The AC-130 Gunship used the Bofors cannon as an air-to-ground weapon. The AC-130A Surprise Package, Pave Pronto, and AC-130E Pave Spectre had twin Bofors cannons, while the AC-130H Spectre and AC130U Spooky II had one. The original AC-130A Gunship II was equipped solely with GAU-2/A Miniguns and M61 Vulcan cannons.

40mm Bofors cannons on AC-130 gunship
Twin Bofors 40mm cannons on an AC-130 Gunship. (

Rock Island Arsenal M102 105mm Howitzer

The M102 was the US Army’s standard light howitzer from 1966 until the early 2000s. It has since been phased out of the Regular Army but is still used by some National Guard units. Nearly a ton lighter than its predecessor, the M102 was better suited for aircraft use since the reduced weight allowed for more ammo-carrying capacity. The standard fire rate is 3 rpm. Space for the M102 was created by removing one Bofors cannon. The gun was deployed on the AC-130E Pave Aegis, AC-130H Spectre, AC-130 U Spooky II, AC-130W Stinger II, and is still used on the current AC-130J Ghostrider.

M102 howitzer on AC-130 gunship
The M102 Howitzer doesn’t fire as fast as the AC-130’s other guns, but it packs an extra punch. (

General Dynamics GAU-12/U Equalizer 25mm Rotary Cannon

The Equalizer is based on the 30mm GAU-8/A Avenger autocannon but uses updated 25mm rounds. The Gatling design allows a standard fire rate of 3,600 rpm with a maximum of 4,200 rpm. The fire rate is limited to 1,800 rpm on gunships to conserve ammo and extend barrel life. The gun is standard equipment on Harrier attack jets and is used by some ground fighting vehicles. The Equalizer’s muzzle velocity averages 3,280-3,400 feet per second. The gun was used on the AC-130U Spooky II.

ATK GAU-23/A 30mm Autocannon

The GAU-23/A replaced the Bofors 40mm cannon. It’s a 30mm chain gun made by Northrop Grumman, and fires standard GAU-8 Avenger ammo in Armor Piercing Incendiary High Explosive Incendiary, and Armor Piercing Fin Stabilizing Discarding Sabot Tracer variants. The gun was deployed on the AC-130W Stinger II and is currently on the AC-130J Ghostrider.

AC-130 gunship interior
Loading the cannon. (

Particle Beam Laser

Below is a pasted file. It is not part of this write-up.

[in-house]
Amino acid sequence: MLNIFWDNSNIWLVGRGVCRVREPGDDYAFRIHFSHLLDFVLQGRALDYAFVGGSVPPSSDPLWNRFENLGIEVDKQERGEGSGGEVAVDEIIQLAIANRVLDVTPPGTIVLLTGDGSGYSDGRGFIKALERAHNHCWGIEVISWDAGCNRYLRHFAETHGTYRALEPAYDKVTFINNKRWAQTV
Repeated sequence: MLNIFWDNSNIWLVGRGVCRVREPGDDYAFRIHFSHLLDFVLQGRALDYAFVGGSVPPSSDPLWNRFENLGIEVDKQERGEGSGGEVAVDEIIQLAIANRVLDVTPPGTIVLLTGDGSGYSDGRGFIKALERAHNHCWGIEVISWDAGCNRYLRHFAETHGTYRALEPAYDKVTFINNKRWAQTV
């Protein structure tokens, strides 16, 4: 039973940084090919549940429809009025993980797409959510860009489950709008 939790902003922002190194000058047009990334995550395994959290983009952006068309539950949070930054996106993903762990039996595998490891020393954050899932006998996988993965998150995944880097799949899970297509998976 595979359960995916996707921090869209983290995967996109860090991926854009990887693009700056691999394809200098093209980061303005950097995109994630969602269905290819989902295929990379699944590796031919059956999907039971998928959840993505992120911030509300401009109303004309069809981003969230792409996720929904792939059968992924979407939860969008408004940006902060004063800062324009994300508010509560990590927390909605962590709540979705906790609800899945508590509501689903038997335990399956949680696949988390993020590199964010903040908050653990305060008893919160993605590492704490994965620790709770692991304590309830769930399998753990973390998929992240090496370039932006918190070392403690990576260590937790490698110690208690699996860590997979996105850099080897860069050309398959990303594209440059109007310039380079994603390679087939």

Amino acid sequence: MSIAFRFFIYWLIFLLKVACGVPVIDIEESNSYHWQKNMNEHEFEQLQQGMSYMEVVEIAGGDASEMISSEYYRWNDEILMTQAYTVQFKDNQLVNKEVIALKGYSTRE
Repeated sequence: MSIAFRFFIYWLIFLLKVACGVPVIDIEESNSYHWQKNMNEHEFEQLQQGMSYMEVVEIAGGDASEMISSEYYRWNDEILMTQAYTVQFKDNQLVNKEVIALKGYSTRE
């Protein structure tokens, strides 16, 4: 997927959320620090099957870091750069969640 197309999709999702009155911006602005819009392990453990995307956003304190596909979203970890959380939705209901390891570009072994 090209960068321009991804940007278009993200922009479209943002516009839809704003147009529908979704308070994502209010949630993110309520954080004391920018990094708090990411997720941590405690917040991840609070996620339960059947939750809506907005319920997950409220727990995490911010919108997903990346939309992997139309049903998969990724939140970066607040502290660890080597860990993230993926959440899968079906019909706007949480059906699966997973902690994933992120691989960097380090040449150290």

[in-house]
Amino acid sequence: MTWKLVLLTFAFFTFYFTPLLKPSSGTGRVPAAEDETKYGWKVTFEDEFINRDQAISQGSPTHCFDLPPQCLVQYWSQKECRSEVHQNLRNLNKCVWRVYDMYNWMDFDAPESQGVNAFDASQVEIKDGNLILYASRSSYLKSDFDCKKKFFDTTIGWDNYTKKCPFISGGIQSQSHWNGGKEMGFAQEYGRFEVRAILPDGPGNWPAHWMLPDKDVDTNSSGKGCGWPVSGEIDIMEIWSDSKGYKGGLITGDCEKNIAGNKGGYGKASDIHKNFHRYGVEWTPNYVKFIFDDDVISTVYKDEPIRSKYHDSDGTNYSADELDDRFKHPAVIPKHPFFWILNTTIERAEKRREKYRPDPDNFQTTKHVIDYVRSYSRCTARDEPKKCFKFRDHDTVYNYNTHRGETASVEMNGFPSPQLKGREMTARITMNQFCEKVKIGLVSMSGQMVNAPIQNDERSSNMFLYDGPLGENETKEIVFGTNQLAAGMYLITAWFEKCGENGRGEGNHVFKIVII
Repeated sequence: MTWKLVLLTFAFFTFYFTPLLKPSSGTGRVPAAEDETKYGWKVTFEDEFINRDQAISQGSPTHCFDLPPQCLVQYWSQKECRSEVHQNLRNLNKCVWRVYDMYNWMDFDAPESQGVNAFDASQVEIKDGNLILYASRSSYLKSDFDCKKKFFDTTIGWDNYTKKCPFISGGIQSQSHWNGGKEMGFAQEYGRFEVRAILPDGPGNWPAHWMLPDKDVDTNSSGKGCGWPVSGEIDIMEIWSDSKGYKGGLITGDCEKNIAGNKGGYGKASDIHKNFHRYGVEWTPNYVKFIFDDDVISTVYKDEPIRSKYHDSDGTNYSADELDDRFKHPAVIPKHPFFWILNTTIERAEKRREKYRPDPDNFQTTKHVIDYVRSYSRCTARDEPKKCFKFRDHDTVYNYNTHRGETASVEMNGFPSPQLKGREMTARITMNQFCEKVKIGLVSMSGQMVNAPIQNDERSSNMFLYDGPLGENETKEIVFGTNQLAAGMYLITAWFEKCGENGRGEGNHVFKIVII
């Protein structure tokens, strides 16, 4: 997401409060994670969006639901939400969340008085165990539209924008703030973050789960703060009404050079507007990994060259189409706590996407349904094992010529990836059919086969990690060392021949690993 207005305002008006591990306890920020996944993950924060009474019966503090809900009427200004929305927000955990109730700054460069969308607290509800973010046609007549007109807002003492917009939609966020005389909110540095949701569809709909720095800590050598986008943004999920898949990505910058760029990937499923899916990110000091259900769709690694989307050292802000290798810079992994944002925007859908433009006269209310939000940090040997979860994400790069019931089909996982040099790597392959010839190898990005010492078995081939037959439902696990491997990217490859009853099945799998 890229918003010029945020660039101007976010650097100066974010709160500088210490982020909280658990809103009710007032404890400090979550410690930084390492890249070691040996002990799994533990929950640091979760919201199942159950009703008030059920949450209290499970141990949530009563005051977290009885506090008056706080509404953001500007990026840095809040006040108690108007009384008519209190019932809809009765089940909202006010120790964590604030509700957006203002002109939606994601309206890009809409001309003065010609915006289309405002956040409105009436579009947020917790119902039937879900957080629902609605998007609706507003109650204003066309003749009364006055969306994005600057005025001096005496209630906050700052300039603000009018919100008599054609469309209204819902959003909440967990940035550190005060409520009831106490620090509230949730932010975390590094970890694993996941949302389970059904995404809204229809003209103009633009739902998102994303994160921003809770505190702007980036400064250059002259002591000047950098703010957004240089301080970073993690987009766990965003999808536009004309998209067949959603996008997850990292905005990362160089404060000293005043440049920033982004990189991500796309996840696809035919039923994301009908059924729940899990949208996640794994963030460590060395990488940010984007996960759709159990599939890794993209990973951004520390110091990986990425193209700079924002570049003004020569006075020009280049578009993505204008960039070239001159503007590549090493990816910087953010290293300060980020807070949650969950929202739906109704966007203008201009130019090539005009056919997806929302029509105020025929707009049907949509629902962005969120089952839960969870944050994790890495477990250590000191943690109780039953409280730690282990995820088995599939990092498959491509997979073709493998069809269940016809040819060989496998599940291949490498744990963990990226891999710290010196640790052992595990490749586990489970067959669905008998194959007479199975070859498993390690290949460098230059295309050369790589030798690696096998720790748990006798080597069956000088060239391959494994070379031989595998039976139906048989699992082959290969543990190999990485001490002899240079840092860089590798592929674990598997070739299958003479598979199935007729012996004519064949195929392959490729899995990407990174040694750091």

The Air Force recently announced plans to equip the latest AC-130s with particle beam lasers. If successful, the laser will target and destroy incoming missiles and engage ground targets such as enemy vehicles.

A Successful but Limited Platform

The AC-130 Gunship has been wildly successful since it first deployed to Vietnam in 1967. Part of that success is due to the nature of America’s wars over the last six decades. Most enemy forces have not possessed sophisticated air forces or air defense systems with which to counter the AC-130 Gunship. With a normal operating altitude of 7,000 feet and a necessarily slow airspeed, the gunships would be easy targets for a peer enemy.

This was demonstrated in Vietnam, as the Soviet Union equipped the North Vietnamese with modern antiaircraft systems. Six AC-130s fell to enemy fire between May of 1969 and December of 1972. Four gunships were shot down by antiaircraft guns, one by an SA-2 surface-to-air missile (SAM), and another by a shoulder-fired SA-7 SAM. 12 AC-47s were lost in combat.

AC-130U in flight
The AC-130 Gunship is limited to certain battlefields, but it should be around for the foreseeable future. (

Today’s antiaircraft systems would make short work of the gunships, not to mention newer generation fighter aircraft. American forces would require, at least, air superiority and near complete ground fire suppression for the gunships to operate at all. The planned laser may or may not mitigate that situation. Of course, complete ground fire suppression would negate the need for the gunships anyway. And it’s at least questionable that such suppression could be achieved, given the proliferation of shoulder-fired SAMs.

So, the AC-130 Gunship cannot be deployed to every potential battlefield, but it will still be useful in so-called “low intensity” conflicts where modern antiaircraft measures are not present. Given the current state of the world, the gunships will likely be around for the foreseeable future, breathing fire in support of American ground troops.

William "Bucky" Lawson is a self-described "typical Appalachian-American gun enthusiast". He is a military historian specializing in World War II and has written a few things, as he says, "here and there". A featured contributor for Strategy & Tactics, he likes dogs, range time, and a good cigar - preferably with an Old Fashioned that has an extra orange slice.